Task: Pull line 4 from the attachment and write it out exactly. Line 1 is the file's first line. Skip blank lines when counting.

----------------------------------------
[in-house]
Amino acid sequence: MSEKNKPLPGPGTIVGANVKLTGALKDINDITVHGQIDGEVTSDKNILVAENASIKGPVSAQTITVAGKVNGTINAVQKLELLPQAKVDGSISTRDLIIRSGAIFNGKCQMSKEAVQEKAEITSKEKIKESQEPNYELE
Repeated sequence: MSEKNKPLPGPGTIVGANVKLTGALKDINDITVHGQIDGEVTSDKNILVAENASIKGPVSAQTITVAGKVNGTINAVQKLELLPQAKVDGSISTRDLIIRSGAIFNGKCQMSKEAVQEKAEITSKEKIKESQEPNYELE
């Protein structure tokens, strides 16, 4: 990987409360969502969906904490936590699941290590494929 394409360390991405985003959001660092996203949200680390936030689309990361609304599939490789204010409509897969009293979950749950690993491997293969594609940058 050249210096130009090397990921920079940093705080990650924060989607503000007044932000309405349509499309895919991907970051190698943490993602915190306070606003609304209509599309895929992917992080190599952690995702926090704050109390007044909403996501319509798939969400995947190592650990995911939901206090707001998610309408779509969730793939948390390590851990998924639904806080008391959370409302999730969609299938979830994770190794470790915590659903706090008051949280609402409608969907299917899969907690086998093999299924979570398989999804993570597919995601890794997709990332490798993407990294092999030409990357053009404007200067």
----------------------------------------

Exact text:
């Protein structure tokens, strides 16, 4: 990987409360969502969906904490936590699941290590494929 394409360390991405985003959001660092996203949200680390936030689309990361609304599939490789204010409509897969009293979950749950690993491997293969594609940058 050249210096130009090397990921920079940093705080990650924060989607503000007044932000309405349509499309895919991907970051190698943490993602915190306070606003609304209509599309895929992917992080190599952690995702926090704050109390007044909403996501319509798939969400995947190592650990995911939901206090707001998610309408779509969730793939948390390590851990998924639904806080008391959370409302999730969609299938979830994770190794470790915590659903706090008051949280609402409608969907299917899969907690086998093999299924979570398989999804993570597919995601890794997709990332490798993407990294092999030409990357053009404007200067």